If you don’t have anything nice to say, don’t say anything at all…

“Yet in what darkness, what dense ignorance, was the mental battle fought! I could not answer the ceaseless inward question – why I thus suffered; now, at the distance of – I will not say how many years, I see it clearly.” Narrator (Chapter 2)

Hardships are frustrating, but later in life we can often look back and see how we grew from the adversity.

“Poverty looks grim to grown people; still more so to children: they have not much idea of industrious, working, respectable poverty; they think of the world only as connected with ragged clothes, scanty food, fireless grates, rude manners, and debasing vices; poverty for me was synonymous with degradation.” Narrator (Chapter 3)

Just because someone is not wealthy and lives a certain way does not mean that person is a terrible or lesser being.

“Gateshead and my past life seemed floated away to an immeasurable distance; the present was vague and strange, and of the future I could form no conjecture.” Narrator (Chapter 5)

Move on from the past, look to the present, and don’t stress about the future.

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“…without a companion, yet not feeling lonely…” Narrator (Chapter 6)

Being alone is not always a bad thing.

“It is far better to endure patiently a smart which nobody feels but yourself, than to commit a hasty action whose evil consequences will extend to all connected with you.” Helen Burns (Chapter 6)

Let them laugh, let them scorn, because they are far from knowing the truth.

“No ill usage so brands its record on my feelings. Would you not be happier if you tried to forget her severity, together with the passionate emotions it excited? Life appears to me too short to be spend in nursing animosity or registering wrongs.” Helen Burns (Chapter 6)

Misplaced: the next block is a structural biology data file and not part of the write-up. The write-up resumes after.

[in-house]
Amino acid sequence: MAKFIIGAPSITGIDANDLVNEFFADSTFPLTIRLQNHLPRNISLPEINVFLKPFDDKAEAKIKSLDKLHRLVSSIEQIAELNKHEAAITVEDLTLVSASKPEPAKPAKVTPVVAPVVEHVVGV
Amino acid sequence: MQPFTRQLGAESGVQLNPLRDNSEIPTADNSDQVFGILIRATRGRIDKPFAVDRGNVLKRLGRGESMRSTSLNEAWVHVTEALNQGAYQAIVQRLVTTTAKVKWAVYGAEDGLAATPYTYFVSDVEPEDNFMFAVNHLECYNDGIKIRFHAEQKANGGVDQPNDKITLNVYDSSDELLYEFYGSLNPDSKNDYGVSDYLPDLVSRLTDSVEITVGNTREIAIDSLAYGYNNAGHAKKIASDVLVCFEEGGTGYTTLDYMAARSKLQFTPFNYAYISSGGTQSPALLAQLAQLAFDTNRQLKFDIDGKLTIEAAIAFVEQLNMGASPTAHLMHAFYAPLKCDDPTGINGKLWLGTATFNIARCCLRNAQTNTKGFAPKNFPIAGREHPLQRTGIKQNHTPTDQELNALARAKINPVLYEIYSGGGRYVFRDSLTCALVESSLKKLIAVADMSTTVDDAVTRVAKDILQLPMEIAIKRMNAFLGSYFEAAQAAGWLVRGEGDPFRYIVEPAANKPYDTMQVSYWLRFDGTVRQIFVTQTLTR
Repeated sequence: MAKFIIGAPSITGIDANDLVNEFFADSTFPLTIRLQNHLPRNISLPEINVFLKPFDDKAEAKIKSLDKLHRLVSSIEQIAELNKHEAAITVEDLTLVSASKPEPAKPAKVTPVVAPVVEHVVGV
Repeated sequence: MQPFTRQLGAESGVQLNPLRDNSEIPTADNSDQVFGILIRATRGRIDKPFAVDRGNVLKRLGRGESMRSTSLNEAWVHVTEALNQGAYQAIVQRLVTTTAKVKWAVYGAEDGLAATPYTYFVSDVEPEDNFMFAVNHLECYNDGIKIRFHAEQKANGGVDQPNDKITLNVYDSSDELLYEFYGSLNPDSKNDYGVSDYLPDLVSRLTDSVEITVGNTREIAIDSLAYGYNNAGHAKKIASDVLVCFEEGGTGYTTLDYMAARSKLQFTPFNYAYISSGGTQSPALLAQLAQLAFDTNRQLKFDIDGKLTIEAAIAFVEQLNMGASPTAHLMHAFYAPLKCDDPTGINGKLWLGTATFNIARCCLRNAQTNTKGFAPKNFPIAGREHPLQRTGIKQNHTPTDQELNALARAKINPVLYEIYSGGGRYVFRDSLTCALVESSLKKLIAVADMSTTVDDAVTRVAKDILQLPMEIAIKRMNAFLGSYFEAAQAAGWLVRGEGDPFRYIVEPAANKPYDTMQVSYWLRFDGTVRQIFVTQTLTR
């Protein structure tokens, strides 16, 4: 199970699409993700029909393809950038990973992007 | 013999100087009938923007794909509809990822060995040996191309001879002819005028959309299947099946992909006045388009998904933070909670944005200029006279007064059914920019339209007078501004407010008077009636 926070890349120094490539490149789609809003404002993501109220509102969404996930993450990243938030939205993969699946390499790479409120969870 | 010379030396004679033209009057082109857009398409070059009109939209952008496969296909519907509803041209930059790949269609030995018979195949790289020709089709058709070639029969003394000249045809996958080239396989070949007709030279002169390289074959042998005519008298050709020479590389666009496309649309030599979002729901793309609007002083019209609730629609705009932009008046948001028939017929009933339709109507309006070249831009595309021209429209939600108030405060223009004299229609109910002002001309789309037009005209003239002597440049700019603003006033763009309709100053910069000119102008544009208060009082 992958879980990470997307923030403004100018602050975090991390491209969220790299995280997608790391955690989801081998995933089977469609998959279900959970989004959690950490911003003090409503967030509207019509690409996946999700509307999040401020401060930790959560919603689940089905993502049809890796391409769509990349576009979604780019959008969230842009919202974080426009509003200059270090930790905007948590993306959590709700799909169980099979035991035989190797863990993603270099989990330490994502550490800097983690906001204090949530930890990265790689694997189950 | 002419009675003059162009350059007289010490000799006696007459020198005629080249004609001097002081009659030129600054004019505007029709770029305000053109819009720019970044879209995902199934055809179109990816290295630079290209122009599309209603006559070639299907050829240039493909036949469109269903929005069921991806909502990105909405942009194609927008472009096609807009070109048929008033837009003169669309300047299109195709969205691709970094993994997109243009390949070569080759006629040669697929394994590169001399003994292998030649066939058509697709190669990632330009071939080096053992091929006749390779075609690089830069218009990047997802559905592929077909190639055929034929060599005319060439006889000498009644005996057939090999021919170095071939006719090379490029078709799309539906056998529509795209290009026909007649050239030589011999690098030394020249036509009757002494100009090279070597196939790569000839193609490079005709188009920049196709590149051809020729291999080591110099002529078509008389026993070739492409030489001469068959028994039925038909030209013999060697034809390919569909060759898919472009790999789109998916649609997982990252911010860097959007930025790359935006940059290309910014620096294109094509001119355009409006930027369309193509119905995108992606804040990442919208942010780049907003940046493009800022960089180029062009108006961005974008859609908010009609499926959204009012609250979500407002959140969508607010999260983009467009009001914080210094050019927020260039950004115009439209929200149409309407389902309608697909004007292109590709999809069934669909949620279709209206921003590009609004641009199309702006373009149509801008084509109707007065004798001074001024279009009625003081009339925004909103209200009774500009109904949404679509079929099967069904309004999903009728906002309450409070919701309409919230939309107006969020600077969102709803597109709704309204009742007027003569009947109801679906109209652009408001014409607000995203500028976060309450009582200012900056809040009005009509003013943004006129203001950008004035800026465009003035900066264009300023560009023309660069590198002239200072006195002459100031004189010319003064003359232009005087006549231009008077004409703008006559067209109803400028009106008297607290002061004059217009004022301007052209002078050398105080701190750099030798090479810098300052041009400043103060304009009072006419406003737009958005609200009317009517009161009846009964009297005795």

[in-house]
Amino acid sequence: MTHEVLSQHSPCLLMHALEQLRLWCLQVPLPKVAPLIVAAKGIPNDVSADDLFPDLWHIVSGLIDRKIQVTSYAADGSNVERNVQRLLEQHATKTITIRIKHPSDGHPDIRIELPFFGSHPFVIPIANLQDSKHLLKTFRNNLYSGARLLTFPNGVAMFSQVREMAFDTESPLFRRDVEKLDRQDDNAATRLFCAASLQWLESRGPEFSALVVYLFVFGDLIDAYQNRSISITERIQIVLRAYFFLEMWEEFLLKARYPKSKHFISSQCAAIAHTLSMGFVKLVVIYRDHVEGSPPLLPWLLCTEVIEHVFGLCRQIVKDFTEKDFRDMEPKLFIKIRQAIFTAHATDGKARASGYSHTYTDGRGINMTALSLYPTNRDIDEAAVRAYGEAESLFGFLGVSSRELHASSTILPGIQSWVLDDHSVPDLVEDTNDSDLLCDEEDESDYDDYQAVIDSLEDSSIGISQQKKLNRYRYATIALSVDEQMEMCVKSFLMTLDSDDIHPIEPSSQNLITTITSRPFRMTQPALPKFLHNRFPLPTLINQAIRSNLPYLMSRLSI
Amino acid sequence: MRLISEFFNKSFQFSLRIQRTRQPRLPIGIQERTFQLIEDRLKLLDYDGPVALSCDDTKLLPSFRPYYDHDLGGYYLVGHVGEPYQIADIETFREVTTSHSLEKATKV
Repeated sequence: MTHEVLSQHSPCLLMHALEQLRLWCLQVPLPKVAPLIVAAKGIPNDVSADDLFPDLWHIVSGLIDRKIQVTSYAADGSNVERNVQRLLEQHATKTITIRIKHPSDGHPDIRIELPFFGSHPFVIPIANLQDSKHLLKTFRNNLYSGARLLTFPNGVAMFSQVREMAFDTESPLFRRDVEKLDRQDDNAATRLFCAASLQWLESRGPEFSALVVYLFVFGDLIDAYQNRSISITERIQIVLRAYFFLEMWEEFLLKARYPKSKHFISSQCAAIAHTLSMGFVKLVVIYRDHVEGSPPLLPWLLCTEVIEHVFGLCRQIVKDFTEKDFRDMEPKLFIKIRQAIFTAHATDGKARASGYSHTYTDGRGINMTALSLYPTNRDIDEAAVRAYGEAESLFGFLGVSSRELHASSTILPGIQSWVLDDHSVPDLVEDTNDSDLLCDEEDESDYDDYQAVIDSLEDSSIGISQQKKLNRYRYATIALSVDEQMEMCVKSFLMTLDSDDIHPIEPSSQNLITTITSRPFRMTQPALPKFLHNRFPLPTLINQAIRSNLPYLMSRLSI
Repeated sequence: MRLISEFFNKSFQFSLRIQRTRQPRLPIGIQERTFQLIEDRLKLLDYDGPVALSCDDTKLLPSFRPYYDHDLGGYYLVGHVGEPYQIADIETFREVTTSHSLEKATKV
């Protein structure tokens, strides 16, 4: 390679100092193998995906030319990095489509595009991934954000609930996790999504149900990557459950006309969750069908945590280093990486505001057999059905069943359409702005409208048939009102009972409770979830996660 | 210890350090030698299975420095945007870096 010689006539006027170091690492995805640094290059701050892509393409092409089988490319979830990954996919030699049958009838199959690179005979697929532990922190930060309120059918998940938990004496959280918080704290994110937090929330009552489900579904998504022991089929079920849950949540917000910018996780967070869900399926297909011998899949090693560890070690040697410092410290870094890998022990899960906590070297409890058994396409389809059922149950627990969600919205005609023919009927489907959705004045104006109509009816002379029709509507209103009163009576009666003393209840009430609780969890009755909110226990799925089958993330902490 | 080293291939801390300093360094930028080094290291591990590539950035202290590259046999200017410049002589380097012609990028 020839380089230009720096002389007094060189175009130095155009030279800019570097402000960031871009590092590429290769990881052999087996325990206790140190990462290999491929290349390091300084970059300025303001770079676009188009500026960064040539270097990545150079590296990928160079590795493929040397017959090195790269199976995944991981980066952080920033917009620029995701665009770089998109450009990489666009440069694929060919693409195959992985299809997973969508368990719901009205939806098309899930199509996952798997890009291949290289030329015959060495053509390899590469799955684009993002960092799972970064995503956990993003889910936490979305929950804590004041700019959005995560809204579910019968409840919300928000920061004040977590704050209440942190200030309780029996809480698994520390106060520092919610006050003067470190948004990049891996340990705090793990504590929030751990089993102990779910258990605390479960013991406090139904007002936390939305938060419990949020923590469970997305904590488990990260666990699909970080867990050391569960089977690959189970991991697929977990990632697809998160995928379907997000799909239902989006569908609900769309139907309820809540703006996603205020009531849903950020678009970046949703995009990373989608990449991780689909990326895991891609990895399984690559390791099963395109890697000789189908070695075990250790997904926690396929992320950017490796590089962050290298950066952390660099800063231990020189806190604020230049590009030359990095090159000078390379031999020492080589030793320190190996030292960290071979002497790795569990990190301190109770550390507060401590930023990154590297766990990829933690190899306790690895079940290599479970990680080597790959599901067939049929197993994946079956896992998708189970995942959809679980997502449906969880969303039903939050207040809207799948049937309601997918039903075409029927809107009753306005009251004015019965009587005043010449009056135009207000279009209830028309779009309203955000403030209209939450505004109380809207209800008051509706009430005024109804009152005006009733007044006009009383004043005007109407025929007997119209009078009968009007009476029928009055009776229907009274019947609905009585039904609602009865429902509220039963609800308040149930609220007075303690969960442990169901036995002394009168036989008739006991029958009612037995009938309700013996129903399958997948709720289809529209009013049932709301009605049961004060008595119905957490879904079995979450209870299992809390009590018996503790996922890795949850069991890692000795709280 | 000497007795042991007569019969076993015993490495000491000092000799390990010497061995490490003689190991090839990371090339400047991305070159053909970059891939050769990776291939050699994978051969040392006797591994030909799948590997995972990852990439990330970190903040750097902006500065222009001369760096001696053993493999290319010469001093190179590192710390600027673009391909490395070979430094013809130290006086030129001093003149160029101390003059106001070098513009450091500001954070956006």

Don’t stress over getting revenge to a person that’s done wrong. Move on, set yourself free.

“I can so clearly distinguish between the criminal and his crime; I can so sincerely forgive the first while I abhor the last; with this creed, revenge never worries my heart, degradation never too deeply disgusts me, injustice never crushes me too low. I live in calm, looking to the end.” Helen Burns (Chapter 6)

Seeing the good in others and being quick to forgive will keep a heart at peace.

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“If all the world hated you and believed you wicked, while your own conscience approved you, and absolved you from guilt, you would not be without friends.” Helen Burns (Chapter 8)

As long as a soul is confident and proud, no one else’s opinion can do it any harm.

“We shall think you what you prove yourself to be, my child.” Miss Temple (Chapter 8)

Never judge others from their pasts. Let them show you who they are.

“..a beauty neither of fine color, nor long eyelash, nor pencilled brow, but of meaning, of movement, of radiance. Then her soul sat on her lips, and language flowed, from what source I cannot tell.” Narrator (Chapter 8)

Beauty is deeper than looks.

“I remembered that the real world was wide, and that a varied field of hopes and fears, of sensations and excitements, awaited those who had courage to go forth into its expanse to seek real knowledge of life amid its perils.” Narrator (Chapter 10)

Don’t be afraid to explore.


Thank you for reading this post. Have a great day. 🙂

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Dear Jane (Eyre)…Thank You

The story of your arduous life is beautiful. Even the darkest moments add vibrant colors to the portrait of your adventures. You are a prime example of how an unfortunate soul can endure through the hardships of life and find love and happiness. You’re a role model for anyone who has ever felt she doesn’t belong. You’re an inspiration for anyone who has ever felt outcasted and misunderstood.

Jane, your patience and ability to forgive are admirable. Your confidence and willingness to stand by your beliefs are traits defined perfectly by your courageous spirit and resilience.

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When you were hurting, readers were hurting. When you were hopeful, readers had hope. When your life grew more joyous, readers felt joy and comfort. We love you, Jane, because you make us feel. You show us the strong attributes hiding within us all. You shine light on truth and make us bold.